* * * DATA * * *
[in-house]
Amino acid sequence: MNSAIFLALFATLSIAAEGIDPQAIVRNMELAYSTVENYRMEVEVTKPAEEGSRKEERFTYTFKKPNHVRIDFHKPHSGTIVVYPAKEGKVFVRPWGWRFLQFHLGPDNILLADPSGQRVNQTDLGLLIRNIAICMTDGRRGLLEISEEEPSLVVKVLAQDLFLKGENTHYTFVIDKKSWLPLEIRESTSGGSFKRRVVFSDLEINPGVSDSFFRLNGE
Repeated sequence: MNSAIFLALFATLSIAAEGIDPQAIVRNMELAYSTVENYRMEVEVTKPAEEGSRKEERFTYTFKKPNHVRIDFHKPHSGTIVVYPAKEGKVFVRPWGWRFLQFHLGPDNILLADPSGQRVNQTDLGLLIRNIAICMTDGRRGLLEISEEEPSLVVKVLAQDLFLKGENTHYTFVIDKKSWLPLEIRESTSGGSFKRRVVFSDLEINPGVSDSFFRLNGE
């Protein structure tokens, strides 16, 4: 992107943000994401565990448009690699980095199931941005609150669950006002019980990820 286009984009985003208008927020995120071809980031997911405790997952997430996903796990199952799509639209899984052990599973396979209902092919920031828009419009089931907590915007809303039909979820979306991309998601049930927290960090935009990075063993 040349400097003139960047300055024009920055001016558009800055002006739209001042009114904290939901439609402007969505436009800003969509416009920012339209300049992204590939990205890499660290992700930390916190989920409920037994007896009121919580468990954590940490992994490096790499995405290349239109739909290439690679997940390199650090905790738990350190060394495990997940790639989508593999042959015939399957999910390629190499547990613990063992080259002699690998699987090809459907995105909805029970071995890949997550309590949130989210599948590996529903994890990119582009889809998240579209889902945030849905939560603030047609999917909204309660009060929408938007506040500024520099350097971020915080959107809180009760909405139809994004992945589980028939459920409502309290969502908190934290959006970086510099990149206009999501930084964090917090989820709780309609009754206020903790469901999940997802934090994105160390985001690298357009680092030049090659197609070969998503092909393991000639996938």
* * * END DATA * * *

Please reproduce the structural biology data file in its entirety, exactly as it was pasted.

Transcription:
[in-house]
Amino acid sequence: MNSAIFLALFATLSIAAEGIDPQAIVRNMELAYSTVENYRMEVEVTKPAEEGSRKEERFTYTFKKPNHVRIDFHKPHSGTIVVYPAKEGKVFVRPWGWRFLQFHLGPDNILLADPSGQRVNQTDLGLLIRNIAICMTDGRRGLLEISEEEPSLVVKVLAQDLFLKGENTHYTFVIDKKSWLPLEIRESTSGGSFKRRVVFSDLEINPGVSDSFFRLNGE
Repeated sequence: MNSAIFLALFATLSIAAEGIDPQAIVRNMELAYSTVENYRMEVEVTKPAEEGSRKEERFTYTFKKPNHVRIDFHKPHSGTIVVYPAKEGKVFVRPWGWRFLQFHLGPDNILLADPSGQRVNQTDLGLLIRNIAICMTDGRRGLLEISEEEPSLVVKVLAQDLFLKGENTHYTFVIDKKSWLPLEIRESTSGGSFKRRVVFSDLEINPGVSDSFFRLNGE
């Protein structure tokens, strides 16, 4: 992107943000994401565990448009690699980095199931941005609150669950006002019980990820 286009984009985003208008927020995120071809980031997911405790997952997430996903796990199952799509639209899984052990599973396979209902092919920031828009419009089931907590915007809303039909979820979306991309998601049930927290960090935009990075063993 040349400097003139960047300055024009920055001016558009800055002006739209001042009114904290939901439609402007969505436009800003969509416009920012339209300049992204590939990205890499660290992700930390916190989920409920037994007896009121919580468990954590940490992994490096790499995405290349239109739909290439690679997940390199650090905790738990350190060394495990997940790639989508593999042959015939399957999910390629190499547990613990063992080259002699690998699987090809459907995105909805029970071995890949997550309590949130989210599948590996529903994890990119582009889809998240579209889902945030849905939560603030047609999917909204309660009060929408938007506040500024520099350097971020915080959107809180009760909405139809994004992945589980028939459920409502309290969502908190934290959006970086510099990149206009999501930084964090917090989820709780309609009754206020903790469901999940997802934090994105160390985001690298357009680092030049090659197609070969998503092909393991000639996938």